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Prisoners of the past – Part 2

By Rev. John Okene
16 December 2018   |   2:00 am
From part one of this message, we saw who a victim is and the victim mindset. Today, we shall discuss traits exhibited by prisoners of the past.


From part one of this message, we saw who a victim is and the victim mindset. Today, we shall discuss traits exhibited by prisoners of the past. First and foremost, you see a prisoner of past suffering from low self-esteem. Due to what he has passed through, he feels marginalised and tends to be bellicose when dealing with people. He tends to dominate and command people to respect him.

They easily feel intimidated. Secondly, he is always aggressive to a passive oppression, being aggressive in his approach to situations around them. Thirdly, they unconsciously depend on others for love, happiness, joy and so on. They feel the need to be loved by someone else and tend to make people the source of their needs and happiness. Psalm 16.11 Fourthly, their lives are characterised by fear of returning to their former state, which makes them to build a defence mechanism around themselves.

Such people become unconsciously afraid of the unknown. For example, a man who was once poor, after having an experience of being wealthy, will do everything possible to keep accumulating more wealth, in order not to go back to his former state of poverty. He becomes afraid of losing what he currently has. 2 Timothy 1:7. Lastly, a man who is a prisoner of the past always focuses on the bad or wrong things rather than the good ones. He sees only bad things in every situation. He is always sad and moody; hence he sees no reason why he should be happy.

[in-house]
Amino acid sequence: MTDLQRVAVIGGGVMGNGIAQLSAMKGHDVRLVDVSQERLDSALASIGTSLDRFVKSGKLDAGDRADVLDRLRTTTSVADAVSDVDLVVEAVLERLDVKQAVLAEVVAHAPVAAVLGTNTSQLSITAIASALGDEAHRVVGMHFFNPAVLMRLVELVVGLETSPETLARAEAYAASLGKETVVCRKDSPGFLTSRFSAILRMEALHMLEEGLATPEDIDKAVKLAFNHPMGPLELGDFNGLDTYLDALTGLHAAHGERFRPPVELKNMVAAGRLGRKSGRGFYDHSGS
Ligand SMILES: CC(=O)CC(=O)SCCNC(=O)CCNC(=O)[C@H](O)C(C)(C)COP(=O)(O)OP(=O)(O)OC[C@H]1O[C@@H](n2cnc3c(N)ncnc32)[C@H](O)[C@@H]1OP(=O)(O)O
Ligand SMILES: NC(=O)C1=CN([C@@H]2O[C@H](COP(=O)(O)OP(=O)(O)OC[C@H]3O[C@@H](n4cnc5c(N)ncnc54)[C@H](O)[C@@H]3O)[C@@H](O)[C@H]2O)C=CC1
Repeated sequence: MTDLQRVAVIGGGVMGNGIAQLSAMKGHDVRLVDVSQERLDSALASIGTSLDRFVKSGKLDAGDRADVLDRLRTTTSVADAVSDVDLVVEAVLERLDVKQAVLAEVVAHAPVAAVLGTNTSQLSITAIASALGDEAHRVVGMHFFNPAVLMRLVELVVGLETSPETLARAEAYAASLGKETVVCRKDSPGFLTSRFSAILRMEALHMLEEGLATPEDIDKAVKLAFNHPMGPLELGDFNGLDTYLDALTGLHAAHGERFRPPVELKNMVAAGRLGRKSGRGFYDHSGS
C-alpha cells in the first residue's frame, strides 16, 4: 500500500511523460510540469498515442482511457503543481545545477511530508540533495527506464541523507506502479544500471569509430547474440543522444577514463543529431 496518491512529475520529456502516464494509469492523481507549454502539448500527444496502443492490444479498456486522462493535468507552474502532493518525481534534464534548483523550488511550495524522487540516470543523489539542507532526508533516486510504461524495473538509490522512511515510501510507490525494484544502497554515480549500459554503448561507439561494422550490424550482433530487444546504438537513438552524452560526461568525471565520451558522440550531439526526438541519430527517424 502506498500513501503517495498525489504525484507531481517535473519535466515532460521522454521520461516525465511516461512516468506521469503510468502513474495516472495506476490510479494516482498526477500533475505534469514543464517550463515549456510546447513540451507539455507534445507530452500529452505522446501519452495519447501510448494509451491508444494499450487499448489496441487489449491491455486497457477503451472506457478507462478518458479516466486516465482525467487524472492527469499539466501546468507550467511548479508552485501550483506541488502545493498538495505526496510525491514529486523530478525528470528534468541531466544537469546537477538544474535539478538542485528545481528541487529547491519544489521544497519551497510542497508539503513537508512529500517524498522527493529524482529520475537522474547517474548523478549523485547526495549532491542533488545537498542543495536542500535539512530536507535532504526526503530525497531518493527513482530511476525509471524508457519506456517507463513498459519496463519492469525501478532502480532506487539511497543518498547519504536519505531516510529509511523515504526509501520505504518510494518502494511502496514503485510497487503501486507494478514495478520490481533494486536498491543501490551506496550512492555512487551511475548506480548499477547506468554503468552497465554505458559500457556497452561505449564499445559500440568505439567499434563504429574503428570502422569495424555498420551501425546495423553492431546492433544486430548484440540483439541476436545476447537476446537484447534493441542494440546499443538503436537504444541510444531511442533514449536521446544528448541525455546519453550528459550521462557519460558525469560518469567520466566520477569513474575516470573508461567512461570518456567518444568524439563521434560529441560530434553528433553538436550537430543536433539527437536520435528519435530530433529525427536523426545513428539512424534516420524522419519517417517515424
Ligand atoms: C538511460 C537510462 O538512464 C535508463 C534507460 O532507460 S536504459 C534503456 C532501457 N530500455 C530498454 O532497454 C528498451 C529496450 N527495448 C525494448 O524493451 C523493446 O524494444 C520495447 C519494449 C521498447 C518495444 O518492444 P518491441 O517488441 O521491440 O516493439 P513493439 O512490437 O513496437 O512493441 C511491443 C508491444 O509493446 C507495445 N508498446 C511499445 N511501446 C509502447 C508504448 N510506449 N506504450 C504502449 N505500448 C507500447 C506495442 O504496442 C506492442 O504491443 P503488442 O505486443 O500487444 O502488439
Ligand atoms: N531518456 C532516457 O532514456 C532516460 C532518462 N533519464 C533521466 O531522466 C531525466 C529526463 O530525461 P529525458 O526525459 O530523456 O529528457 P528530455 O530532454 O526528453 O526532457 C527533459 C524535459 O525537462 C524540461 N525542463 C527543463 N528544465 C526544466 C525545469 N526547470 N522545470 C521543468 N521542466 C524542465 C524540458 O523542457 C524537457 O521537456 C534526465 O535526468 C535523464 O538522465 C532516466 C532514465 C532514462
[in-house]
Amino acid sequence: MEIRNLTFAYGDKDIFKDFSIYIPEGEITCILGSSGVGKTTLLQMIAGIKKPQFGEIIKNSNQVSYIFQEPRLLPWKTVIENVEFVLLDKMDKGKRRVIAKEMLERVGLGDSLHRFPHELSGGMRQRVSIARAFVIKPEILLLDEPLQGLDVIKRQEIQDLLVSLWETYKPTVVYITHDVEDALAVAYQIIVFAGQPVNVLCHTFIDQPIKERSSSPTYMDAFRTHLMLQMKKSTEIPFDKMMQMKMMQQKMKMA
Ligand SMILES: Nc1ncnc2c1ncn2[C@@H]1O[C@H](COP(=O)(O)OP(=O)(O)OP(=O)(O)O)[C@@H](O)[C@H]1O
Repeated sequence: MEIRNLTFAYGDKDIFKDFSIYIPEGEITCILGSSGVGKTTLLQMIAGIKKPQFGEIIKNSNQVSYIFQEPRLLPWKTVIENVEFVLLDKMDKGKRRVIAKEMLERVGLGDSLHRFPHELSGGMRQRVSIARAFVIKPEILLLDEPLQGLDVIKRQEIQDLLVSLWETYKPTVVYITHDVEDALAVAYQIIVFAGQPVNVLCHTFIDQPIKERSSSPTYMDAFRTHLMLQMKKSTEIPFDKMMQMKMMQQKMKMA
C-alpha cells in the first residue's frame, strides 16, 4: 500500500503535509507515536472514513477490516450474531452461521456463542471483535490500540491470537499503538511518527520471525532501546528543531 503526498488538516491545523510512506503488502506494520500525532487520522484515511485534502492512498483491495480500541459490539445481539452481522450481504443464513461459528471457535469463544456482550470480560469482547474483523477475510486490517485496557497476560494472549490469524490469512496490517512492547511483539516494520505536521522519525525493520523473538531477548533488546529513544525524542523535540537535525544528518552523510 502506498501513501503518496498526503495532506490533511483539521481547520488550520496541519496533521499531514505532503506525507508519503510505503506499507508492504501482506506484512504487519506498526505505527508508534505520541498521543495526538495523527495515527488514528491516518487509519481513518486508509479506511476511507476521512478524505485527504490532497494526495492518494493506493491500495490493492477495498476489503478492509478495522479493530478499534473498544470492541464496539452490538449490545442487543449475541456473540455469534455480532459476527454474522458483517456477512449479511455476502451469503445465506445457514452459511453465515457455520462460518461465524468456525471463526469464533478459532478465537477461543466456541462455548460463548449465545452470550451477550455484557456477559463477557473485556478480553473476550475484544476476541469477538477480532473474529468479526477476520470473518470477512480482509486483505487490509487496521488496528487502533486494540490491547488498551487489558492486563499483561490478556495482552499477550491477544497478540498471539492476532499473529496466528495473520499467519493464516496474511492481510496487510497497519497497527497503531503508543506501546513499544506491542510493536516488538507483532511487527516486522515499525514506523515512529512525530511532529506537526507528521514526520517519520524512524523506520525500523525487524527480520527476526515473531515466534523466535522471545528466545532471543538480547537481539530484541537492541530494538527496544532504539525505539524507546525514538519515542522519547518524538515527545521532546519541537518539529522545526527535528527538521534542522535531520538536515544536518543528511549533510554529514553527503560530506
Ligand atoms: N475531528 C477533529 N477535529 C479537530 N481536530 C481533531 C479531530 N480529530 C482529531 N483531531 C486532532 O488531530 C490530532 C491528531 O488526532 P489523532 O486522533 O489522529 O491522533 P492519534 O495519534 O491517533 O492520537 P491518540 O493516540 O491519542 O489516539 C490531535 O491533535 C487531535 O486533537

The following are the repercussions of being a prisoner’s of the past: Firstly, You will subject the lives of innocent people in your present life to a crime sentence they did not commit. For example, Jane was in relationship with Fred and in the course of the relationship, she was cheated on, abused, violated and betrayed by Fred. They broke up and the relationship ended. Along the line, if she comes in contact with a new friend Emma, in her sub-consciousness she may likely see and relate with Emma as Fred.

All the evil Fred did to her, she will unconsciously begin to pour it on Emma and make him suffer what he knew nothing about.The one in her present life begins to pay for what he has no idea of, thereby using the past to destroy the present. Heb. 12:15. Secondly, when you are a prisoner of the past, you remain emotionally unavailable to people to love you. You are afraid of the same thing happening to you again, and you bottle up and shun others. Thirdly, when you are a prisoner of the past, your countenance displays your condition. You are always angry, and find it difficult to be happy, always wearing a sad face. You have an unapproachable countenance and you end up driving away people that would have been a blessing to you. You cannot be a lone ranger, you cannot fulfil destiny on your own; you need helpers. Exodus 2.5

Below are ways through which you can come out of the prison: First is to face the prison. Come to the realisation that you are in a prison and break out of it. Secondly, face the pain. There are three things involve in facing the pain. First is to face the fact, then face the feeling and lastly, face the anger. Pain is never released if it is not expressed. Express the pain, release it and let it go. Thirdly, face the pardon. Forgive and pardon the perpetrator of the act, so as to also free yourself from the bondage. Fourthly, face the promise. Isaiah 43:18-19. Look at God’s promise for your life. Your life is not tied to the poverty that held you bound or the man/woman that abused you. Don’t remain in the past; rather focus on where you are going. Forget about your past sorrows and focus on the future. Lastly, face the prayers. Cry to God in in prayers. 2 Corinth 10.4.

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